Free Health Camps in Rural Nepal


In 2011, while leading a trek to Mount Kailash in Tibet, through Humla in the far north west of Nepal, the seed that would grow into Himalayan Quests  annual free health camps was sown. 

During this three week adventure in the mountains, my husband Amrit, who was leading the trek, mentioned to Dr Del Endres one of the trekkers, just how much he wanted to give back to the community he grew up in, but he wasn’t quite sure how.  Dr Del, a Family Practitioner from Taos, New Mexico and medical mission veteran, regaled him with stories about the health camps she had organised and participated in, mostly within Central and South America and thus the idea was born.

In 2013 Amrit and I, supported by Dr Del, newly promoted to Himalayan Quests Health Camp Medical Director, organised and ran our first series of free, multi discipline health camps in rural mid west Nepal, offering locals access to health care not readily accessible in the area. 

Dr Tim performing an eye check

Workshop with the community midwives

Consultations with Dr Del & Dr Sanjita

The health camps are now established as an annual event, each year getting bigger and busier.  In 2013 we saw 1,537 registered patients, performed 1,830 consults and organised and paid for 28 post camp cataract operations

In 20142,312 registered patients; 3,310 consults; 20 adult post camp cataract operations; cataract operation on both eyes for an 18 month old girl; hearing assessment and hearing aid for a 5 year old deaf mute; hydrocele operation for a 6 year old boy and the repairing of the tympanic membranes for a 15 year old, deaf mute.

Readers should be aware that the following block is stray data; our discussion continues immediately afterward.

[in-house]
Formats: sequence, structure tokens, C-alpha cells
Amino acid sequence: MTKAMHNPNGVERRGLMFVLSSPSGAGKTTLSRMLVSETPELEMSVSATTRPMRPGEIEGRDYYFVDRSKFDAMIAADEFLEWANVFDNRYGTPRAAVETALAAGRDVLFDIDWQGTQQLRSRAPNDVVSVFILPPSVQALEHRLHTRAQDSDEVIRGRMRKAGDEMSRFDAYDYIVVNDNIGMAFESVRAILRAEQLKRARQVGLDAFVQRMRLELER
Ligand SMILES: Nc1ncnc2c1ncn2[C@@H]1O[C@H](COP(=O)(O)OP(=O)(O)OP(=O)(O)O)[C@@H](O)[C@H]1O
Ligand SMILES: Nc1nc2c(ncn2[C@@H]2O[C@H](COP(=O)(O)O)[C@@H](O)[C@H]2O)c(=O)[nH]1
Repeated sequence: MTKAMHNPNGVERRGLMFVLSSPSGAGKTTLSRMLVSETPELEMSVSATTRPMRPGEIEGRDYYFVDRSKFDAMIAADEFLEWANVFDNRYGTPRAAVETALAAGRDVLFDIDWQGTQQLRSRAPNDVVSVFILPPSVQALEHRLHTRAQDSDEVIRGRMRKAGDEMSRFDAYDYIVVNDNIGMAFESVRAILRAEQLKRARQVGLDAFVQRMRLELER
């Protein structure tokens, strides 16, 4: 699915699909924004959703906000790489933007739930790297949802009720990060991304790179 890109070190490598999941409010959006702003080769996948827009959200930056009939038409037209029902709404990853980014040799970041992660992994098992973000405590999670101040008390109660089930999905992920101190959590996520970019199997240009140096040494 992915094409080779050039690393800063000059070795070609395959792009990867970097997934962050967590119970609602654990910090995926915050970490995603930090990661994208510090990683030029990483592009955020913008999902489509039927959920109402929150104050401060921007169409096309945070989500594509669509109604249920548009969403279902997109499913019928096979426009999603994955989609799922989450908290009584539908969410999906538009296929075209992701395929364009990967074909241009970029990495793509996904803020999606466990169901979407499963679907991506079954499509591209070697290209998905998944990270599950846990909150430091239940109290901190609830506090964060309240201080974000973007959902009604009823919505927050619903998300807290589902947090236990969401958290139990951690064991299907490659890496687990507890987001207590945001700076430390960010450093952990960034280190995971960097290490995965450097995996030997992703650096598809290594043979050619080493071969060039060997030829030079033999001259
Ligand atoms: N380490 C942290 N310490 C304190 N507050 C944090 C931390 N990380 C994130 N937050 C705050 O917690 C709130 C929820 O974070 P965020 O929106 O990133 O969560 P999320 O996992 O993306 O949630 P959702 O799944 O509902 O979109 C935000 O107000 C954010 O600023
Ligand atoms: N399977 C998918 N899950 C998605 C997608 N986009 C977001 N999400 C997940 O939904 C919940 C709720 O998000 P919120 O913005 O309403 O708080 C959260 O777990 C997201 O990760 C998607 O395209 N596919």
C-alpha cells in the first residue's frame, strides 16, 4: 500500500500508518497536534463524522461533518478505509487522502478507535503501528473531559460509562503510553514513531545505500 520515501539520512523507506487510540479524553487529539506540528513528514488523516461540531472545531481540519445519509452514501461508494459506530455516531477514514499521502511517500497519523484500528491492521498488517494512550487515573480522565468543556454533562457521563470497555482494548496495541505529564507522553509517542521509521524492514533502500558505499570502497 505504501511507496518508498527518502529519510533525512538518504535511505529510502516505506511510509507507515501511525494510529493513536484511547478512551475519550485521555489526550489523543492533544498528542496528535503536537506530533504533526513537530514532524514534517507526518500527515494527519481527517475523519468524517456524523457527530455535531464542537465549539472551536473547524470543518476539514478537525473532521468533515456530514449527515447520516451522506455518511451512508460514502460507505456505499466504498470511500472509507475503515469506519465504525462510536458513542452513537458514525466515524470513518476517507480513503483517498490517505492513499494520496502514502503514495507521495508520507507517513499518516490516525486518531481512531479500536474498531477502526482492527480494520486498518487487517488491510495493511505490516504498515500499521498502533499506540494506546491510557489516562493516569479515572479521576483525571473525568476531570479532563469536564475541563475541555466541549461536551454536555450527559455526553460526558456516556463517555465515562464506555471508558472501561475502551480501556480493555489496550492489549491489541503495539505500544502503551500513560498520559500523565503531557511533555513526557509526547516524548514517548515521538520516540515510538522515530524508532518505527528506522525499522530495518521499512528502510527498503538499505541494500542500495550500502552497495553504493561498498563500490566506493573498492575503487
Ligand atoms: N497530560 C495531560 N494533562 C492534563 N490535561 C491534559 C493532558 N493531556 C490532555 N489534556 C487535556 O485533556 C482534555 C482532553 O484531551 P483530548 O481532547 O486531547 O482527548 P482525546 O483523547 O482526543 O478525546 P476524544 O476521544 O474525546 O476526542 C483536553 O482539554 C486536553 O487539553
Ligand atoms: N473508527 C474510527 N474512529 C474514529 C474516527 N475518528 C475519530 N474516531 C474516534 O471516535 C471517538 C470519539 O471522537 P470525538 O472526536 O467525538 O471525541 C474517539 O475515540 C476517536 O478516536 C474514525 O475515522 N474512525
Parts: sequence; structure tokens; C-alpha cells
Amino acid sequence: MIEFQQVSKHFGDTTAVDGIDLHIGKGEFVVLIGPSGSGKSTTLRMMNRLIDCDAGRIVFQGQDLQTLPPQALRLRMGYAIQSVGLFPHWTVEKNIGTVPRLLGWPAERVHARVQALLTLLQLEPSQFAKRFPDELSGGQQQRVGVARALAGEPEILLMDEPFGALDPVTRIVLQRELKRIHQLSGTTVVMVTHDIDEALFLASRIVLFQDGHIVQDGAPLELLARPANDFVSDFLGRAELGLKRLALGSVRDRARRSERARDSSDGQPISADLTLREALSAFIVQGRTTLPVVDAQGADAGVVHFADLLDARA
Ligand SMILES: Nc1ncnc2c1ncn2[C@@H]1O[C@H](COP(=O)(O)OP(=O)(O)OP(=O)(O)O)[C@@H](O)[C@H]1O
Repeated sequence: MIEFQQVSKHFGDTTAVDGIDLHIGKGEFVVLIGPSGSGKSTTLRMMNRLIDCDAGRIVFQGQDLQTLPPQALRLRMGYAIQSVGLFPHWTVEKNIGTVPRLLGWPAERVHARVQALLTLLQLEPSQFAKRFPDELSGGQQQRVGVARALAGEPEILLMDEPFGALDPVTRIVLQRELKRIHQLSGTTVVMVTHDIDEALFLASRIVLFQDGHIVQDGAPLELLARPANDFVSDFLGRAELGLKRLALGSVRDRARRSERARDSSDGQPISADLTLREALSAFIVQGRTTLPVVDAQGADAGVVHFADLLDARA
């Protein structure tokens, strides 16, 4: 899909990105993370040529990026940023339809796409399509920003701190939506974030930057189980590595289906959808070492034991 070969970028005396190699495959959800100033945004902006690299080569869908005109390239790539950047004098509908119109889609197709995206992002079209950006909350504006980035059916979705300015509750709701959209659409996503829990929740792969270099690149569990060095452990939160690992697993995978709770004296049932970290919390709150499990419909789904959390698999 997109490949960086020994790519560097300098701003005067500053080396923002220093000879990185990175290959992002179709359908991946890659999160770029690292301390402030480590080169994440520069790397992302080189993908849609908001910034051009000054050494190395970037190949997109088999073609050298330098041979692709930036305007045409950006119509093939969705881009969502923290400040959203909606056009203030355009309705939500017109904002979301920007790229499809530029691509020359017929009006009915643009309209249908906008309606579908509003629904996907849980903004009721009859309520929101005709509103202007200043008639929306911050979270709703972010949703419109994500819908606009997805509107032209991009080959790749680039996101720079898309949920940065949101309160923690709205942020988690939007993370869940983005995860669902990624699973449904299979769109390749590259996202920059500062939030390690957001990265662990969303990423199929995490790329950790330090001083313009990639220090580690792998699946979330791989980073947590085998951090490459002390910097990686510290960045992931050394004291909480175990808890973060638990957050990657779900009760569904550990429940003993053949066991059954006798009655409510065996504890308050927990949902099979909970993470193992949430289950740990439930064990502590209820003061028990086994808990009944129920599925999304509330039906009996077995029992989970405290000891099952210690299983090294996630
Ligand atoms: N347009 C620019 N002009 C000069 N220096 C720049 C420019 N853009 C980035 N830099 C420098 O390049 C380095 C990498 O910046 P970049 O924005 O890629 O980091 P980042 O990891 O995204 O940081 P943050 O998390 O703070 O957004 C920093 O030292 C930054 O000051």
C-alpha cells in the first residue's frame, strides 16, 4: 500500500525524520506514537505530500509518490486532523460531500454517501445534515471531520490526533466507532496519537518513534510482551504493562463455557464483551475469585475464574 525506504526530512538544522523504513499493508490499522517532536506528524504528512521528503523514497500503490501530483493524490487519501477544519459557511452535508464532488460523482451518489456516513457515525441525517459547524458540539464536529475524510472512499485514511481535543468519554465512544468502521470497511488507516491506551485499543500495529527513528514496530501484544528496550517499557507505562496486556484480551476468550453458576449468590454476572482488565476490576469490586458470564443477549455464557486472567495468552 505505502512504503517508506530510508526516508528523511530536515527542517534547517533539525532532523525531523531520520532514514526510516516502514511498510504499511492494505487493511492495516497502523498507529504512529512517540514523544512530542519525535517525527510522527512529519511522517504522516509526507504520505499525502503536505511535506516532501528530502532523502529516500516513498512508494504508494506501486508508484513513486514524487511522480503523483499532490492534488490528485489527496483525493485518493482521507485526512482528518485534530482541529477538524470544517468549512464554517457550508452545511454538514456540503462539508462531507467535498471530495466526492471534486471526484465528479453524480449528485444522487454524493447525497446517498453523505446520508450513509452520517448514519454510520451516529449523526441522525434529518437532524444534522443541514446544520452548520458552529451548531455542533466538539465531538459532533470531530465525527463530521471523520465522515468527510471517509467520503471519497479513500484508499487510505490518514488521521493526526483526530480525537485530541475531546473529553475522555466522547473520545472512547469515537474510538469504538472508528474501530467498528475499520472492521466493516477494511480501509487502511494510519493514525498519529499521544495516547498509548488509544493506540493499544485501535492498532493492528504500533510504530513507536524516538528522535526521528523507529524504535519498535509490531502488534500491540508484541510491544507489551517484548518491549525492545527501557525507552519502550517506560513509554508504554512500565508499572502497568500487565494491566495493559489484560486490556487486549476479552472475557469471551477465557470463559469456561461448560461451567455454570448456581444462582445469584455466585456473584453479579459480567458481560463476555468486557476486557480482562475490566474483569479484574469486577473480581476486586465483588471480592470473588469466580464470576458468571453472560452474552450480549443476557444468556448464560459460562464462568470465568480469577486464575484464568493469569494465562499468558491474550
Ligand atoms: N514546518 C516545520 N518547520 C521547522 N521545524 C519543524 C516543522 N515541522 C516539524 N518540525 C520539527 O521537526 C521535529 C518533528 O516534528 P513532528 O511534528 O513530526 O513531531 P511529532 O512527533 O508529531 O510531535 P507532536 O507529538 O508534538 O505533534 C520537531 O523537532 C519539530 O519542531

Waiting to have the bandgages off and to see again

Looking at himself with 2 good eyes!

18 month old cataract patient Diskshya post op.

National and International health professionals, alongside non medical volunteers give their time and expertise to reach out to these rural communities, providing much needed services such as general health, midwifery, dental and eye check-ups, and new for 2015, physiotherapy. 

Treating individuals, who would otherwise go untreated - these health camps make a powerful and lasting change in the lives of the thousands of patients that visit.  

Dr Dilli at work

School children teaching about health & hygiene

2014 Health Camp Team + some of the local volunteers

The camps are 100% funded by donations and fundraising events and receive no support from the Nepali government. 

The cost to run these camps is in the region of £7,500 – £10,000. 

Just £35 will cover the cost of a cataract operation and give someone back their sight.

The 2015 camps are just around the corner and will run from the 15th – 21st April.  Although funding wise we are doing OK, we have no idea how many people will turn up to be seen and what problems we will encounter that will require further investigation and maybe even surgery.  For a project such as this, there can never be too much money.  What isn’t used this year will roll over to support the 2016 health camps.

Amrit and I ask that you support us in the venture for however much you can afford and help us provide much needed free medical care in rural Nepal.

To read more about last year’s camps and to keep up to date on this year’s please take the time to look at our blog .  

Thank you for giving the gift of health – the gift that keeps on giving.

Kate & Amrit at registration


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Kate Ale 
Lower Stanton Saint Quintin, South West England, United Kingdom
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